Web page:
Book cover of Is Multiculturalism Bad for Women?

Raphael Cohen-Almagor Why did I love this book?

This is an excellent collection of essays. Susan Moller Okin and some other world's leading thinkers discuss the tensions between feminism and multiculturalism. This book served for me as a point of departure when I wrote my book. One of the major criticisms of multiculturalism is that it is bad for women. I examined whether this is necessarily the case, and whether it is possible to resolve the tensions between group rights and individual rights. Is Multiculturalism Bad for Women? raises serious concerns as many cultural rites are, indeed, harmful to women. They include polygamy, forced marriage, female genital mutilation, punishing women for being raped, differential access for men and women to health care and education, unequal rights of ownership, assembly, as well as political participation, and unequal vulnerability to violence. While as liberals we want to respect the customs of minority cultures, we also do not wish to compromise our commitment to gender equality. 

By Susan Moller Okin, Joshua Cohen (editor), Matthew Howard (editor) , Martha C. Nussbaum (editor)

Why should I read it?

1 author picked Is Multiculturalism Bad for Women? as one of their favorite books, and they share why you should read it.

What is this book about?

Polygamy, forced marriage, female genital mutilation, punishing women for being raped, differential access for men and women to health care and education, unequal rights of ownership, assembly, and political participation, unequal vulnerability to violence. These practices and conditions are standard in some parts of the world. Do demands for multiculturalism--and certain minority group rights in particular--make them more likely to continue and to spread to liberal democracies? Are there fundamental conflicts between our commitment to gender equity and our increasing desire to respect the customs of minority cultures or religions? In this book, the eminent feminist Susan Moller Okin and…


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American Flygirl

By Susan Tate Ankeny,

Book cover of American Flygirl

Susan Tate Ankeny Author Of The Girl and the Bombardier: A True Story of Resistance and Rescue in Nazi-Occupied France

New book alert!

Why am I passionate about this?

Susan Tate Ankeny left a career in teaching to write the story of her father’s escape from Nazi-occupied France. In 2011, after being led on his path through France by the same Resistance fighters who guided him in 1944, she felt inspired to tell the story of these brave French patriots, especially the 17-year-old- girl who risked her own life to save her father’s. Susan is a member of the 8th Air Force Historical Society, the Air Force Escape and Evasion Society, and the Association des Sauveteurs d’Aviateurs Alliés.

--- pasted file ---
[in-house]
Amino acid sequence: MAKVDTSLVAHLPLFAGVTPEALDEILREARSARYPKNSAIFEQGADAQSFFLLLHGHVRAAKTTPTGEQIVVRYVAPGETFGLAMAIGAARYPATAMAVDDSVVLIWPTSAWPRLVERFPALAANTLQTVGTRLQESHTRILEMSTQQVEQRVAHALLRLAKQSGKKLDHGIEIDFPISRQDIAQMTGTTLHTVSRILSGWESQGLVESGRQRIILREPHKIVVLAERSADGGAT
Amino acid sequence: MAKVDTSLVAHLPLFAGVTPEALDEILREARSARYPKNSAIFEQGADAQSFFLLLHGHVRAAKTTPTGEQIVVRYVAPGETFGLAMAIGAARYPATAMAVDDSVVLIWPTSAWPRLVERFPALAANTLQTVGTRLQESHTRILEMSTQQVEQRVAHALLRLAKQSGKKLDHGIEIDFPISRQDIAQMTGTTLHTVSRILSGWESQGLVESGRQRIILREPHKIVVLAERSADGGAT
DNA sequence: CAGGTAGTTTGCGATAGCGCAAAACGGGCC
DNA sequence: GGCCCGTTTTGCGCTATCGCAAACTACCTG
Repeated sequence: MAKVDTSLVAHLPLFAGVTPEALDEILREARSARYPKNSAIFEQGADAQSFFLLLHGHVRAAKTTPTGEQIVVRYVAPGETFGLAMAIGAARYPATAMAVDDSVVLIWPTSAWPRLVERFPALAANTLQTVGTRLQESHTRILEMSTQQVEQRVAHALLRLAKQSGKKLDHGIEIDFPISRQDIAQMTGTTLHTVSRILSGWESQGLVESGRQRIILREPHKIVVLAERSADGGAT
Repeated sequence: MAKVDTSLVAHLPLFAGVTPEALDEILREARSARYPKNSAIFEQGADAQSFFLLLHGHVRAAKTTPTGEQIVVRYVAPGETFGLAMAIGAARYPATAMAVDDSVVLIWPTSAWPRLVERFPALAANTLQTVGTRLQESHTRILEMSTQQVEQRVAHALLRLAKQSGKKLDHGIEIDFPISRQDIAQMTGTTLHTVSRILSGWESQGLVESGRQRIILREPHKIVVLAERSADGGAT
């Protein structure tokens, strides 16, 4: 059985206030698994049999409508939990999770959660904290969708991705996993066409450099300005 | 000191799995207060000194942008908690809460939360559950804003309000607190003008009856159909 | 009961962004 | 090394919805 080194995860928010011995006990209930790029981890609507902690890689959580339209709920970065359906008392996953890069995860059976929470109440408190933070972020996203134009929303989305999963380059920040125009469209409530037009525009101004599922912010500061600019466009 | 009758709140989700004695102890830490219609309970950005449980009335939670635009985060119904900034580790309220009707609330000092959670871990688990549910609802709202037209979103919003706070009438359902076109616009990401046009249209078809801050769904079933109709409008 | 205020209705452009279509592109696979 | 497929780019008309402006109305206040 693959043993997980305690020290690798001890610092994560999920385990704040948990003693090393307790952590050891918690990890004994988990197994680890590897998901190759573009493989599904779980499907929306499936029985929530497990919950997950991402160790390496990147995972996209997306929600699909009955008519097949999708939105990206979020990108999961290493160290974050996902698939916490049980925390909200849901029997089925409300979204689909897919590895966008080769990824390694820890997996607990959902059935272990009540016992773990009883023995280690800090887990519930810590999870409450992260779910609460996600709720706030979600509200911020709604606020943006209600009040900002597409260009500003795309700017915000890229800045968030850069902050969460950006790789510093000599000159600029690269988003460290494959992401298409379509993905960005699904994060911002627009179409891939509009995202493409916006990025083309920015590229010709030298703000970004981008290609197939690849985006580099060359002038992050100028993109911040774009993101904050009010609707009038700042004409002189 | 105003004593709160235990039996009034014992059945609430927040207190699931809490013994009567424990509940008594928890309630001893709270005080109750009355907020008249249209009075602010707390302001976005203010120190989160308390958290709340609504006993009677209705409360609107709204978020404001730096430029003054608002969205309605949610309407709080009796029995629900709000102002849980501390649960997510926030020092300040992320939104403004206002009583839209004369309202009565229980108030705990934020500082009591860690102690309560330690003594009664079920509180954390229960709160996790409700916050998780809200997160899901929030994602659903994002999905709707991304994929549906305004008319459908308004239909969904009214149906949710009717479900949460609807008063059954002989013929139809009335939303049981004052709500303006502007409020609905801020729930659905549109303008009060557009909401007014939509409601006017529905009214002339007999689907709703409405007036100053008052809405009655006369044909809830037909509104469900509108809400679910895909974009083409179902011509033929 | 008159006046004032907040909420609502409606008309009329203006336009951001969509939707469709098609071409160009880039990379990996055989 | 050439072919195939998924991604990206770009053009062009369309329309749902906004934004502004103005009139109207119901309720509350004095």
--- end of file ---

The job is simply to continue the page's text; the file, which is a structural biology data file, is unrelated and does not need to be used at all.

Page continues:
Susan's book list on women during WW2

What is my book about?

The first and only full-length biography of Hazel Ying Lee, an unrecognized pioneer and unsung World War II hero who fought for a country that actively discriminated against her gender, race, and ambition.

This unique hidden figure defied countless stereotypes to become the first Asian American woman in United States history to earn a pilot's license, and the first female Asian American pilot to fly for the military.

Her achievements, passionate drive, and resistance in the face of oppression as a daughter of Chinese immigrants and a female aviator changed the course of history. Now the remarkable story of a fearless underdog finally surfaces to inspire anyone to reach toward the sky.

American Flygirl

By Susan Tate Ankeny,

What is this book about?

One of WWII’s most uniquely hidden figures, Hazel Ying Lee was the first Asian American woman to earn a pilot’s license, join the WASPs, and fly for the United States military amid widespread anti-Asian sentiment and policies.

Her singular story of patriotism, barrier breaking, and fearless sacrifice is told for the first time in full for readers of The Women with Silver Wings by Katherine Sharp Landdeck, A Woman of No Importance by Sonia Purnell, The Last Boat Out of Shanghai by Helen Zia, Facing the Mountain by Daniel James Brown and all Asian American, women’s and WWII history books.…


5 book lists we think you will like!